2m 33s
    3. Installing SQL Server
      11m 42s
    4. Post-installation checks
      3m 9s
    5. Installing sample databases
      4m 53s
  4. 13m 35s
    1. Introduction to SQL Server Management Studio
      8m 7s
    2. Introduction to SQL Server Books Online
      3m 6s
    3. SQL Server system databases
      2m 22s
  5. 1h 26m
    1. Planning your database
      9m 39s
    2. Creating a SQL Server database
      4m 7s
    3. Creating tables
      7m 51s
    4. Data types in SQL Server
      12m 25s
    5. Defining keys
      8m 9s
    6. Creating default values
      4m 39s
    7. Creating check constraints
      2m 25s
    8. Creating unique constraints
      4m 34s
    9. Introduction to relationships and foreign keys
      9m 51s
    10. Creating relationships in SQL Server Management Studio
      8m 14s
    11. Database normalization
      11m 47s
    12. Creating computed columns
      3m 10s
  6. 23m 11s
    1. Using the SQL Server Import and Export Wizard
      3m 58s
    2. Importing Excel files into SQL Server
      6m 11s
    3. Importing CSV files into SQL Server
      5m 27s
    4. Importing Access databases into SQL Server
      7m 35s
  7. 55m 29s
    1. Introduction to Transact-SQL
      3m 43s
    2. Using SELECT statements
      7m 16s
    3. Changing the default database
      2m 21s
    4. Creating conditions in SQL
      8m 10s
    5. Sorting your output
      3m 23s
    6. Using aggregate functions
      7m 12s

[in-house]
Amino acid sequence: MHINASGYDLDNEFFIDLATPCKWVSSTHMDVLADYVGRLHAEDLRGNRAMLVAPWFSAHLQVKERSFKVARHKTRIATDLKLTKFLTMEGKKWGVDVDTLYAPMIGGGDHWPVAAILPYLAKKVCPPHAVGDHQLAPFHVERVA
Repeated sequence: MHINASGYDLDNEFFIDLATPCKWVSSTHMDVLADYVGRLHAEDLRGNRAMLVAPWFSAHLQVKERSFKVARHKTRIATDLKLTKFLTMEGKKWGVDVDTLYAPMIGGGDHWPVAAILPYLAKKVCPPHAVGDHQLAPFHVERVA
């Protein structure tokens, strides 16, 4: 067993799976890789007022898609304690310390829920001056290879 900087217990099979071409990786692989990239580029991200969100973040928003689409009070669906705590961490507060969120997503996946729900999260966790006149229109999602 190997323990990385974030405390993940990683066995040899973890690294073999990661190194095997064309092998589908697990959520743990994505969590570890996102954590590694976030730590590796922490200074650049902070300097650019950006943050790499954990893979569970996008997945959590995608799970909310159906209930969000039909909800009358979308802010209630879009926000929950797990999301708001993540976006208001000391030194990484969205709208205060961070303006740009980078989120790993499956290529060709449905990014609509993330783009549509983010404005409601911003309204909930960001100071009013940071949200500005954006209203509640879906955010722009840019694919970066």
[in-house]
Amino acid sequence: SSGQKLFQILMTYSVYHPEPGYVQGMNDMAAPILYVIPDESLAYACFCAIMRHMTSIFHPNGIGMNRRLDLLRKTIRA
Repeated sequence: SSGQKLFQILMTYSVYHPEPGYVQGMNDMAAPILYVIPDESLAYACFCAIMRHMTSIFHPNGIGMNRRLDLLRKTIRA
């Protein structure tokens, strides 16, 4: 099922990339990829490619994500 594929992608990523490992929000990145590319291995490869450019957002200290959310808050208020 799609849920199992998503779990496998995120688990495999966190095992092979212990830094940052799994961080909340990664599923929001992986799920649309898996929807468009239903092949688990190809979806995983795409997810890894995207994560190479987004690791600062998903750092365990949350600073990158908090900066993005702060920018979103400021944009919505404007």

7. Finding unique values
      2m 14s
    8. Joining multiple tables together
      8m 0s
    9. Using subqueries
      9m 33s
    10. Viewing execution plans
      3m 37s
  8. 19m 36s
    1. Writing INSERT statements
      5m 47s
    2. Writing UPDATE statements
      4m 38s
    3. Writing DELETE statements
      2m 54s
    4. Using the OUTPUT clause to return inserted keys and GUIDs
      6m 17s
  9. 32m 52s
    1. Introduction to SQL functions
      6m 26s
    2. Using SQL configuration functions
      2m 14s
    3. Using string functions
      7m 26s
    4. Using date functions
      6m 27s
    5. Creating user-defined functions
      10m 19s
  10. 28m 46s
    1. Introduction to stored procedures
      4m 23s
    2. Creating stored procedures
      11m 23s
    3. Introducing transactions
      4m 23s
    4. Creating transactions
      8m 37s
  11. 16m 39s
    1. Understanding and creating indexes
      6m 32s
    2. Monitoring and rebuilding indexes
      6m 0s
    3. Monitoring database size and integrity
      4m 7s
  12. 11m 41s
    1. Creating backups
      4m 21s
    2. Creating differential backups and using backup compression
      3m 40s
    3. Restoring databases
      3m 40s
  13. 17m 40s
    1. Introduction to SQL Server security and permissions
      5m 54s
    2. Adding a Windows user to the database
      5m 7s
    3. Creating SQL Server logins and switching authentication modes
      6m 39s
  14. 36m 41s
    1. Introduction to SQL Server Reporting Services
      2m 52s
    2. Connecting to the Report Manager
      4m 29s
    3. Using Report Builder
      12m 4s
    4. Formatting values in reports
      4m 17s
    5. Adding indicators to reports
      5m 11s
    6. Adding charts to reports
      3m 54s
    7. Working with report security
      3m 54s
  15. 24m 41s
    1. Introduction to SQL Server Integration Services (SSIS)
      1m 57s
    2. Using Business Intelligence Development Studio (BIDS)
      6m 59s
    3. Creating and executing a simple SSIS package
      7m 35s
    4. Importing packages into SQL Server Management Studio
      3m 21s
    5. Scheduling jobs with SQL Server Agent
      4m 49s
  16. 31s
    1. Goodbye
      31s